In my last column I shared how a Fond du Lac County dairy farm family has made the transition from its old tie-stall barn to new cow housing and the use of robotic milking.
This family opted to build a new freestall barn a year in advance of transitioning over to the implementation of a robotic milking system for the 75-cow herd.
Lessons learned from converting from milking cows in tie stalls, stanchions or, even in a few cases a parlor, to robotic milking are many. This eastern Wisconsin dairy family discovered that the first calf heifers were highly adaptable to being milked by the Lely A-4 robot within four to five days and were completely trained within two weeks.
Aged cows, midway through their current lactation, were slow to accept being milked robotically. However, they adjusted rapidly following calving and beginning their next lactation.
The first year of using the new system was far from being a cake walk but with patience they were able to prevail. Milking staff must remain calm and quiet while herding and assisting cows into the milking stall. The new milking experience must not be associated with any potential fear for the cow.
Cows that most often need to be fetched for milking during the early stages were either in heat or those off their game with some ailment. Computer-generated reports help to inform the operator of several important parameters regarding individual cows, such as milking frequency, supplement consumption while being milked, milk quality, rumination and chewing frequency, as well as indicators regarding a cow’s heat cycle.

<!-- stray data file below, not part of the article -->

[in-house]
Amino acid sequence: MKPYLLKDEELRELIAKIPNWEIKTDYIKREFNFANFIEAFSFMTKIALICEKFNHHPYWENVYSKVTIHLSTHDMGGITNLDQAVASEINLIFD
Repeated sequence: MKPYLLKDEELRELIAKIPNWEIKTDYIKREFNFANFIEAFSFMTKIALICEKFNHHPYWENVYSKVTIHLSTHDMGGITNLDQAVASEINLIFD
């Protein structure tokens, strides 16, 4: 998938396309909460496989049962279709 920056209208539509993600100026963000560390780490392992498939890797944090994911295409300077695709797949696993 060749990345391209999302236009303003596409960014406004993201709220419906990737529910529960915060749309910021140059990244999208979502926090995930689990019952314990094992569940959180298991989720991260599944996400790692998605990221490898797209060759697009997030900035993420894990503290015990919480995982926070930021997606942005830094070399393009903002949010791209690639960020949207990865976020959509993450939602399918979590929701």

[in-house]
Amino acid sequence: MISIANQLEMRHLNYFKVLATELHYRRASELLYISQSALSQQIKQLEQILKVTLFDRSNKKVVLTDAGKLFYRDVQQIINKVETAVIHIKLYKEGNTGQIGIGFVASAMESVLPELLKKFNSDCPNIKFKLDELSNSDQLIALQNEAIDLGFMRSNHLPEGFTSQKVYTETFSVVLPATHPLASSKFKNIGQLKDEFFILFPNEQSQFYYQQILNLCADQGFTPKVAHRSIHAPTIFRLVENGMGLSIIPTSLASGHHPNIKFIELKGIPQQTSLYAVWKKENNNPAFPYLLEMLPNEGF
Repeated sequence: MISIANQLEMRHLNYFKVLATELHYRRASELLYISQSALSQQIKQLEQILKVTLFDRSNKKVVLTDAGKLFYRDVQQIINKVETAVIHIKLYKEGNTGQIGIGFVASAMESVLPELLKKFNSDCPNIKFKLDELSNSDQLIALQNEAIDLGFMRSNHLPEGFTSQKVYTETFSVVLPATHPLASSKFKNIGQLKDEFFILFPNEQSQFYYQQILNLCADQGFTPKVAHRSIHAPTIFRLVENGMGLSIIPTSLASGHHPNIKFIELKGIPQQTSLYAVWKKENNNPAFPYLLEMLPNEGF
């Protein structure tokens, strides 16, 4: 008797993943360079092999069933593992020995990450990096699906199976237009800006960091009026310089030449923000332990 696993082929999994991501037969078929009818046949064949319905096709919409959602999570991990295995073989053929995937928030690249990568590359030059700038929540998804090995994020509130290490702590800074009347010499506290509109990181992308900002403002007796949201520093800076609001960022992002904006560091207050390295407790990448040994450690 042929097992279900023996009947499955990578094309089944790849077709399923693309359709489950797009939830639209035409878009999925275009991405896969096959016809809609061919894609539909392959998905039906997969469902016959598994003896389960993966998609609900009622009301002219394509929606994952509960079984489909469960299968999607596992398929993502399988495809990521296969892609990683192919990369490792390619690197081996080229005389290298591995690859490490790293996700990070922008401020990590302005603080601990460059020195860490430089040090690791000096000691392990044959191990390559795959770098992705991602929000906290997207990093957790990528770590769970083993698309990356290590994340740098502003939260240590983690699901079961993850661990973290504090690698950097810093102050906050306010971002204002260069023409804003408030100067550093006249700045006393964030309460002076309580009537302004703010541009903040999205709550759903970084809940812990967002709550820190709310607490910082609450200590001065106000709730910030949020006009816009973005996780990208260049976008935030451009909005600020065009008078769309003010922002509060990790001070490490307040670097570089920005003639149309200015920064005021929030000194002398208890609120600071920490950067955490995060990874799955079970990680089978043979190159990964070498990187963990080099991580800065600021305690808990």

Following the first year of robotic milking, less than 7 percent of the milking herd needed to be rounded up one or more times per day for milking. According to family members, cows that were once flighty around humans in the tie-stall barn environment had adapted well to the robot. Employees observed that these animals moved freely between the feeding and resting area to the milking area on their own accord.
However, cows that had to be sought by staff for milking — other than cows in heat or with a health challenge — were often the tame cows that seem to require human interaction to move them to the robot.
Coaxing cows to come to the robot for milking is the key to making robotic milking a successful reality. This Fond du Lac County producer found that cows could be lured to the robot for milking using high moisture shelled corn delivered to the computer-controlled feeding mechanism (a part of the robot milking machine). This producer also provided roasted soybeans through a separate auger flowing into the feeding bowl located in the front of the robot milking station. These two feeds are highly palatable and cows will eagerly come forth to the robot for the “goodies” while getting milked.
After one year of operation, this producer is averaging 2.7 milkings per cow per day using the automated milking machine.
In my next column, I will discuss feeding through the robot, milk quality evaluation and how the robot reports the reproductive status of each cow. Will precision dairy farming be a successful revolution or will it be an expensive experiment?
Greg Booher is a farm business and production management instructor at Lakeshore Technical College working in many counties in eastcentral Wisconsin. Contact him at (920) 960-0551 or email@example.com.